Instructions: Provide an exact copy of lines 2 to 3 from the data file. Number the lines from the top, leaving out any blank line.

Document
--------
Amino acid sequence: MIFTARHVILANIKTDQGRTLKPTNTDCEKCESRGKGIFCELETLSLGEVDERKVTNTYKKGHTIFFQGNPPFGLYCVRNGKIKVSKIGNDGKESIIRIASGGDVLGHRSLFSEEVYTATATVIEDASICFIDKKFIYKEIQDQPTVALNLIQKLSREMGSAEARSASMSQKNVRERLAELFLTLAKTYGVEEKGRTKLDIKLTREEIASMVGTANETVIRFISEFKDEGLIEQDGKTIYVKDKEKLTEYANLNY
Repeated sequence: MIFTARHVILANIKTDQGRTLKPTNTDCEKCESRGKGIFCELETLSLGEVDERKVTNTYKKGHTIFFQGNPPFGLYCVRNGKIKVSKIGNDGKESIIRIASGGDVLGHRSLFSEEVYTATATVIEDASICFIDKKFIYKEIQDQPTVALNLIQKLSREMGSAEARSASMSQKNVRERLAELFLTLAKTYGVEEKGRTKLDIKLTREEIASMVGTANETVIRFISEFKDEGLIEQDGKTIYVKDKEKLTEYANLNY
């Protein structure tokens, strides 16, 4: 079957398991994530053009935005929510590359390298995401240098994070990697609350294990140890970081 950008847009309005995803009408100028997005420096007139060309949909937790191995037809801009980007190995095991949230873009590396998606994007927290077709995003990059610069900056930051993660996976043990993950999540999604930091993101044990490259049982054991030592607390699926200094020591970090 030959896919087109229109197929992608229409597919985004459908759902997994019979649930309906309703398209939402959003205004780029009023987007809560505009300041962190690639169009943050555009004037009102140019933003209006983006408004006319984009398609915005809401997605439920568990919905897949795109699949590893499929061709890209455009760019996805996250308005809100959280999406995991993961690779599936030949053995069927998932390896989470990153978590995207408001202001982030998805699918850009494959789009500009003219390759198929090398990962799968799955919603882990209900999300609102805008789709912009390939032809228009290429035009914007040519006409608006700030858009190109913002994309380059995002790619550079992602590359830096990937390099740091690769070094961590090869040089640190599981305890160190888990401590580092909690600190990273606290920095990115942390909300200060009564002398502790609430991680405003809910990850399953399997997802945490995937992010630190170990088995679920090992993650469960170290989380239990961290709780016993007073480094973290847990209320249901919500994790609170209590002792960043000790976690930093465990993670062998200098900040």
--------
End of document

Repeated sequence: MIFTARHVILANIKTDQGRTLKPTNTDCEKCESRGKGIFCELETLSLGEVDERKVTNTYKKGHTIFFQGNPPFGLYCVRNGKIKVSKIGNDGKESIIRIASGGDVLGHRSLFSEEVYTATATVIEDASICFIDKKFIYKEIQDQPTVALNLIQKLSREMGSAEARSASMSQKNVRERLAELFLTLAKTYGVEEKGRTKLDIKLTREEIASMVGTANETVIRFISEFKDEGLIEQDGKTIYVKDKEKLTEYANLNY
């Protein structure tokens, strides 16, 4: 079957398991994530053009935005929510590359390298995401240098994070990697609350294990140890970081 950008847009309005995803009408100028997005420096007139060309949909937790191995037809801009980007190995095991949230873009590396998606994007927290077709995003990059610069900056930051993660996976043990993950999540999604930091993101044990490259049982054991030592607390699926200094020591970090 030959896919087109229109197929992608229409597919985004459908759902997994019979649930309906309703398209939402959003205004780029009023987007809560505009300041962190690639169009943050555009004037009102140019933003209006983006408004006319984009398609915005809401997605439920568990919905897949795109699949590893499929061709890209455009760019996805996250308005809100959280999406995991993961690779599936030949053995069927998932390896989470990153978590995207408001202001982030998805699918850009494959789009500009003219390759198929090398990962799968799955919603882990209900999300609102805008789709912009390939032809228009290429035009914007040519006409608006700030858009190109913002994309380059995002790619550079992602590359830096990937390099740091690769070094961590090869040089640190599981305890160190888990401590580092909690600190990273606290920095990115942390909300200060009564002398502790609430991680405003809910990850399953399997997802945490995937992010630190170990088995679920090992993650469960170290989380239990961290709780016993007073480094973290847990209320249901919500994790609170209590002792960043000790976690930093465990993670062998200098900040």